Marketing a message Social Vibes Media CEO Llerena says millennials need to learn partnerships are key to success

Jessica Perry//January 23, 2017

Marketing a message Social Vibes Media CEO Llerena says millennials need to learn partnerships are key to success

Jessica Perry//January 23, 2017

Vicky Llerena didn’t set out to become an entrepreneur.

“As a single mother at the age of 19, I never would have imagined in my wildest dreams that I would launch my own business,” she said.

Yet, nearly a decade later, Llerena is the founder and CEO of Social Vibes Media, a digital marketing agency in Jersey City. And she is thriving by taking pride in her status as a millennial and a minority woman in order to influence others.

“My advice for any small business, and especially women entrepreneurs, is to establish strong partnerships,” she said. “Partnerships can be a key strategy for growth.”

Llerena began her career working with media companies such as Univision Communications and PRNewswire.

“I learned the ins and outs of marketing and the emerging trends of multimedia assets,” she said.

To make ends meet, she also began freelancing for friends and family, helping them to gain publicity on local and regional levels, and teaching college courses in writing and speech.

That is when Llerena caught the bug.

“I thought if I could save enough money to afford to quit my day job, I could be doing this full-time,” she said.

Llerena increased her hours as an adjunct professor at Saint Peter’s University, New Jersey Institute of Technology and Hudson County Community College to nearly 20 hours a week in addition to her full-time career for one year.

“I then took the financial risk of leaving my job to launch my business,” she said.

So you want to be an entrepreneur…
Vicky Llerena founded Social Vibes Media at the age of 28.
But entrepreneurship at that age, she said, is not for everyone.
“Every millennial at some point wants to try to become an entrepreneur,” Llerena said. “But it can sometimes be made to seem like that is an overnight process.”
As universities grow their entrepreneurial curriculums and self-employed YouTubers continue to make millions of dollars, Llerena worries that younger generations may develop the wrong idea.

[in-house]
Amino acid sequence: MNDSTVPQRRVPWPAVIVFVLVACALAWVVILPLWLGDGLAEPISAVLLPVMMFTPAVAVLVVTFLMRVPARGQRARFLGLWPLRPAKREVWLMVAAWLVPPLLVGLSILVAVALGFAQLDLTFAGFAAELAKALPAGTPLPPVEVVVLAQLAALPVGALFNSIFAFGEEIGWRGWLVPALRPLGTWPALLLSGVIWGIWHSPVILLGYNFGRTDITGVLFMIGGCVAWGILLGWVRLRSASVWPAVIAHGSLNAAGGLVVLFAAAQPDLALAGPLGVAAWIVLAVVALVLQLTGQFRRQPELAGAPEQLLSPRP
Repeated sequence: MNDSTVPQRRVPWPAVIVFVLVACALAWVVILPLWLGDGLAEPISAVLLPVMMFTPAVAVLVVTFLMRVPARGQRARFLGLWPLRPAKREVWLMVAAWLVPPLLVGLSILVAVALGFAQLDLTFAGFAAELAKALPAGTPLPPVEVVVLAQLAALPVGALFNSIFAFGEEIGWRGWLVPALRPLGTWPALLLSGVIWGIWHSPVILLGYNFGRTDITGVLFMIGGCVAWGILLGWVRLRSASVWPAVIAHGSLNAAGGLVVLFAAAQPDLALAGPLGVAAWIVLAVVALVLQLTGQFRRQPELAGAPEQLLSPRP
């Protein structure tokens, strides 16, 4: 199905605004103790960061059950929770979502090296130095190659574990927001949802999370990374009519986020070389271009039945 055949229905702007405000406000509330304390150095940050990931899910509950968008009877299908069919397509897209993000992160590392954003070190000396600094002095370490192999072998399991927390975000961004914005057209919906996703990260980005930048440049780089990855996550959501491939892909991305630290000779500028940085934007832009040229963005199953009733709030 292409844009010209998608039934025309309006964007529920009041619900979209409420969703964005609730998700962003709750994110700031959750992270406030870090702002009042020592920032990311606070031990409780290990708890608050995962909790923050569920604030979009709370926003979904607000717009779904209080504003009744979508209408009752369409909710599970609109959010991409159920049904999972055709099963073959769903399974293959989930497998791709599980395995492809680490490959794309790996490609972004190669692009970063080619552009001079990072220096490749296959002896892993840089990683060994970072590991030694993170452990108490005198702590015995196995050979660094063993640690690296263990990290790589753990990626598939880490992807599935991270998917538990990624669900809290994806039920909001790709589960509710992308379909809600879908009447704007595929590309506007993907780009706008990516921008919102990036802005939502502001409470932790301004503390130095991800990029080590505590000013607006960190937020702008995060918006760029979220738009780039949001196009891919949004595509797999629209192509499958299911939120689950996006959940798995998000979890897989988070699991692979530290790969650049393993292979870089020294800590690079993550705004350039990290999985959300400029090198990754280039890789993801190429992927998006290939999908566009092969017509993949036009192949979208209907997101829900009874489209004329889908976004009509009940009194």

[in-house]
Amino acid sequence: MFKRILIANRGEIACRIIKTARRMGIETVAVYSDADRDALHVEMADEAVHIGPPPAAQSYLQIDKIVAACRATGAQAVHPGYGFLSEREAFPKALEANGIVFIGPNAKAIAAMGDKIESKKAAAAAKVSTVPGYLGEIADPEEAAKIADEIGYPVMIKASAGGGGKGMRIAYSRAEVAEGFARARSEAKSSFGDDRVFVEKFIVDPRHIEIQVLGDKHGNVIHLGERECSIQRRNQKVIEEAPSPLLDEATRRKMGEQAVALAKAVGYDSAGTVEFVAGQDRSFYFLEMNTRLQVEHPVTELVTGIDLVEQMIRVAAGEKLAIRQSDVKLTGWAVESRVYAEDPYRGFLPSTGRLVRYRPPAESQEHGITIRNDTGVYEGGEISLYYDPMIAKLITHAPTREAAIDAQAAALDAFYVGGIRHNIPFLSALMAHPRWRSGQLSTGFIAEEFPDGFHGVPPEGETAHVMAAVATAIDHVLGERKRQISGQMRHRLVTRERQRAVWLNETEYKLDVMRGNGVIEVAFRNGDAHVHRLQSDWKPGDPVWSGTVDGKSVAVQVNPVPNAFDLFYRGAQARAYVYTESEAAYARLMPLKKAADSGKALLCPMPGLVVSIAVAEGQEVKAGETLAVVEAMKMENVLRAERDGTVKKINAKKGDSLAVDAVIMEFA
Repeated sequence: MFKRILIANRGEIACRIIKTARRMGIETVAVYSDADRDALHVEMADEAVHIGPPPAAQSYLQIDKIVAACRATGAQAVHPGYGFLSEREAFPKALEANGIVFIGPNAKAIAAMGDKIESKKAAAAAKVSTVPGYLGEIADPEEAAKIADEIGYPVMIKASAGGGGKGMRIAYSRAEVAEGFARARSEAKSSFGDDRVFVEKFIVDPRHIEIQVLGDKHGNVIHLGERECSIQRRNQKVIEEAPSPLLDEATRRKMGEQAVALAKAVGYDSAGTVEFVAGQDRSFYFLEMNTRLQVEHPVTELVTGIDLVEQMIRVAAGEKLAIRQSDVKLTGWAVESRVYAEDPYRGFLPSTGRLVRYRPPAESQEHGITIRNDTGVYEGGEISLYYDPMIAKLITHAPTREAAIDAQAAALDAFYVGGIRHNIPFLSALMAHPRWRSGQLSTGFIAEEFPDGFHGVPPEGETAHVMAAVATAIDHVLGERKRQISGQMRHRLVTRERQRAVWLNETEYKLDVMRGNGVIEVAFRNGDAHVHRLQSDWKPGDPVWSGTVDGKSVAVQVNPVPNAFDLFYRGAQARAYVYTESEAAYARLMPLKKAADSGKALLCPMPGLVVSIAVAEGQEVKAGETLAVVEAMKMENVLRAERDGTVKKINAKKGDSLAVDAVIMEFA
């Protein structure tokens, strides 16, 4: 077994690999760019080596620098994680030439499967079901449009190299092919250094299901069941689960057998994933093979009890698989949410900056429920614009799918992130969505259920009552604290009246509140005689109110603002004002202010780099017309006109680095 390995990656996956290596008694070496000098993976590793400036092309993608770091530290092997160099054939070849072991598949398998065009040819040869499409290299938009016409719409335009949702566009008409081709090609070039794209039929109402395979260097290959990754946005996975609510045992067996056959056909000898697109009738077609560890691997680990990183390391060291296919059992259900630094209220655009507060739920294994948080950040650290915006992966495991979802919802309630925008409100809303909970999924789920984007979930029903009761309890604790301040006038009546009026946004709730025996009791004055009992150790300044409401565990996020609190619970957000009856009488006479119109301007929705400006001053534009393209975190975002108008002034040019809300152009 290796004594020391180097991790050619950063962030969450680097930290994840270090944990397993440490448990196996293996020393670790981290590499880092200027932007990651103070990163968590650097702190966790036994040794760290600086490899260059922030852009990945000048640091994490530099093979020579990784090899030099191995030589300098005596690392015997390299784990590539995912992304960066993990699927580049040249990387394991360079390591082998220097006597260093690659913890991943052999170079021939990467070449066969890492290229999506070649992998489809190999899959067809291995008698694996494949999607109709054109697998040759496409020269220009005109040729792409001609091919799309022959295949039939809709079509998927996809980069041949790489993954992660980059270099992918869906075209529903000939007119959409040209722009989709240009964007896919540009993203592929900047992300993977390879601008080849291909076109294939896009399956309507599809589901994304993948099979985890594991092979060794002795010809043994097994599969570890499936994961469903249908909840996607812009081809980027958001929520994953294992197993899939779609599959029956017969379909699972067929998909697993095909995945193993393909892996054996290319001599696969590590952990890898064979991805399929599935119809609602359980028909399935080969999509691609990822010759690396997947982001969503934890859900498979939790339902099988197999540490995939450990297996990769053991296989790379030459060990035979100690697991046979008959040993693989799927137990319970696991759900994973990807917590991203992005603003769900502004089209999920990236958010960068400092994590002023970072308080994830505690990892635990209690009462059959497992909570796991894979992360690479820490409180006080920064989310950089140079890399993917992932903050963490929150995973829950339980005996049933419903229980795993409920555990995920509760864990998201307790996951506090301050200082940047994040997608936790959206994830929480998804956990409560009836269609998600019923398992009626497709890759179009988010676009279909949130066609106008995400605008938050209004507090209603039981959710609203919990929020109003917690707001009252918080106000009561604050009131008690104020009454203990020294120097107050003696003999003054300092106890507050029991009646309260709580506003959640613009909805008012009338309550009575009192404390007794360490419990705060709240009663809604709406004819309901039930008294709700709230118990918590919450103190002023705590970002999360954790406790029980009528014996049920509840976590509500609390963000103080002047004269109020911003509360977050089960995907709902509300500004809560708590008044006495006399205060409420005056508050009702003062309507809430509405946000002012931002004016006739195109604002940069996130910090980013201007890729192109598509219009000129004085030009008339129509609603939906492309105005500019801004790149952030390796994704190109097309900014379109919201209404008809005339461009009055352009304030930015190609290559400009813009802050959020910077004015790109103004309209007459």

“The brutal reality is that it is incredibly difficult to be an entrepreneur,” she said. “It is even more difficult to be a millennial just out of college with $50,000 in debt thinking that you can do this all on your own without any savings.”
Llerena said she does not want to discourage millennials from seeking entrepreneurial opportunities, as those who do also often want to stay connected to greater causes.
However, she has some advice based on her experience.
“Save for an entire year,” Llerena said. “Reduce costs as much as possible. Partner with other individuals, subcontractors and freelancers who can complement your services. Join organizations that you know your clients belong to, such as your local chamber of commerce or industry associations.
“It is possible to build your network and gain your first clients while saving and freelancing while keeping your full-time job.”

Llerena started Social Vibes Media in her basement apartment in early 2016.

Though she was offering highly sought-after digital marketing services, including content creation and video production, she said the isolation and pressure to succeed on her own prevented her from securing the clients that she needed.

“So, I moved into the Business Development Incubator at New Jersey City University,” Llerena said. “It is one of the more affordable coworking spaces in Hudson County.”

There, she began working with the Small Business Development Center to learn more about her market — and how to capitalize on her strengths.

First, she certified Social Vibes Media as a woman- and minority-owned small business.

Then, she got involved in a big way.

Today, Llerena is a social media ambassador for the Statewide Hispanic Chamber of Commerce of New Jersey; a business mentor for Rising Tide Capital, an entrepreneurial resource in Jersey City; and a participant in Lead Hudson County, a 10-month program for emerging business leaders recently launched by Hudson County Community College in partnership with the Statewide Hispanic Chamber of Commerce of New Jersey and the Guarini Institute at Saint Peter’s University.

“In the beginning, I learned to work with these organizations in order to gain clients,” Llerena said. “Now, when clients work with us, they are also able to leverage the connections that we have and continue to establish.”


Social Vibes Media currently has two part-time employees and a number of contractors.

That soon may change.

Social Vibes Media began partnering with Novofex, a marketing agency focused on website and graphic design, three months ago.